Others, including former prime minister Gordon Brown, say that the real reason is the displacement caused by globalization. Our evidence agrees.
Regardless of what voters or pundits might be saying, we find that Leave votes were systematically higher in regions more affected by the surge in Chinese imports over the last three decades. And we find no evidence that the presence or influx of immigrants correlates with a region’s support for Brexit.
Here’s how we calculated “import shock.”
Based on the official referendum results we computed the share of Leave votes in 39 administrative regions, which have on average around one million inhabitants each.
Then we constructed a region-specific indicator for how much the region’s employers were affected by Chinese imports, using a methodology proposed by economist David Autor and his coauthors that is now becoming standard in trade economics. The idea behind this indicator is straightforward. The Chinese shock has been stronger in those regions with a larger share of workers in industries competing more and more with imports from China, like textiles or electronic goods.
We measured industry specialization in 1989, before the emergence of China as a global manufacturing player. We then looked at import growth between 1990 and 2007, to avoid picking up the complicated ramifications of the 2008 global financial meltdown. This also reassures us that our analysis is picking up associations (or causal effects) that come from long-term shifts in the British and global economy, rather than simply from one particularly large shock.
We found a strong and statistically significant relationship between the strength of the import shock and the Leave share in the referendum.
How much of the actual difference in the Leave vote share between any two regions can be attributed to differences in intensity of the “import shock”? The effect is quite large.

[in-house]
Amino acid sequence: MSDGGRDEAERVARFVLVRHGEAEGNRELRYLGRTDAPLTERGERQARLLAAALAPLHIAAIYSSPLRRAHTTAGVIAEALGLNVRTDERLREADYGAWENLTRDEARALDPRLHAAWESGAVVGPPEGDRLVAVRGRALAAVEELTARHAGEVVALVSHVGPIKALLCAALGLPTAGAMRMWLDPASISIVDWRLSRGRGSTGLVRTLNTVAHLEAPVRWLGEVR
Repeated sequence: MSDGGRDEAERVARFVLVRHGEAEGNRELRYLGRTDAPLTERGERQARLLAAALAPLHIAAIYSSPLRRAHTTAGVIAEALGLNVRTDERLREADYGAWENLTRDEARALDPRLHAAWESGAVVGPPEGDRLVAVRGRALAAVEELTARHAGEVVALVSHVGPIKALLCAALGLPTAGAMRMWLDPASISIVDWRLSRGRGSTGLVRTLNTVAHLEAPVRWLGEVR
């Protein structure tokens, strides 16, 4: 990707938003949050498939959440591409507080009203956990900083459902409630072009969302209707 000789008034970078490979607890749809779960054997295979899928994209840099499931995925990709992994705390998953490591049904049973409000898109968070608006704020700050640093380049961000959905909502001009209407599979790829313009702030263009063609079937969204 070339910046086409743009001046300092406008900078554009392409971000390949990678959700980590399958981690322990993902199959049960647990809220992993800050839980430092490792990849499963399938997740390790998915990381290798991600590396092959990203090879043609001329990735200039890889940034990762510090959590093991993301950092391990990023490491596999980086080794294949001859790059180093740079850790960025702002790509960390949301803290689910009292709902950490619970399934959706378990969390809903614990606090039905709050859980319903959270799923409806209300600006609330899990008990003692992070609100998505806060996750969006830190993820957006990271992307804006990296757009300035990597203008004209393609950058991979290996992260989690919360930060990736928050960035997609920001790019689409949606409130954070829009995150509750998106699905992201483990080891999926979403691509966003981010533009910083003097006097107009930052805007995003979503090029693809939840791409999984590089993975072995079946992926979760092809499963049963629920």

Let’s look at Inner London, where 28 percent voted Leave, and Derbyshire/Nottinghamshire, where 56 percent did. That’s a difference of 28 percentage points in support for Brexit. According to the data and our statistical analysis, of these 28 points, at least 18 are attributable to the difference in the intensity of the “import shock” between the two regions.
Along the same lines, Merseyside, where 49 percent voted Leave, and Herefordshire-Worcestershire-Warwickshire, where 57 percent supported Leave, differ by eight percentage points. Of these, at least three points are explained by their difference in the intensity of the “import shock.”
Significantly, we obtained essentially the same results when we used a different method to calculate the “import shock.” In this case, as a measure of China’s manufacturing power in a given industry, we used exports from China to another advanced economy: the U.S. By doing this we captured the effect of Chinese competition for British manufacturing not only within the U.K., but also on global markets.
We’ve done a more general analysis for western Europe as well, calculating “import shock” for each region across 15 countries, and find that something similar to support for Brexit is happening. Wherever a region’s industries have been hit by increased Chinese competition, voters have drifted toward parties that appeal to national self-sufficiency, protection from international trade, and identity-based nationalism — like the National Front in France and the Northern League in Italy.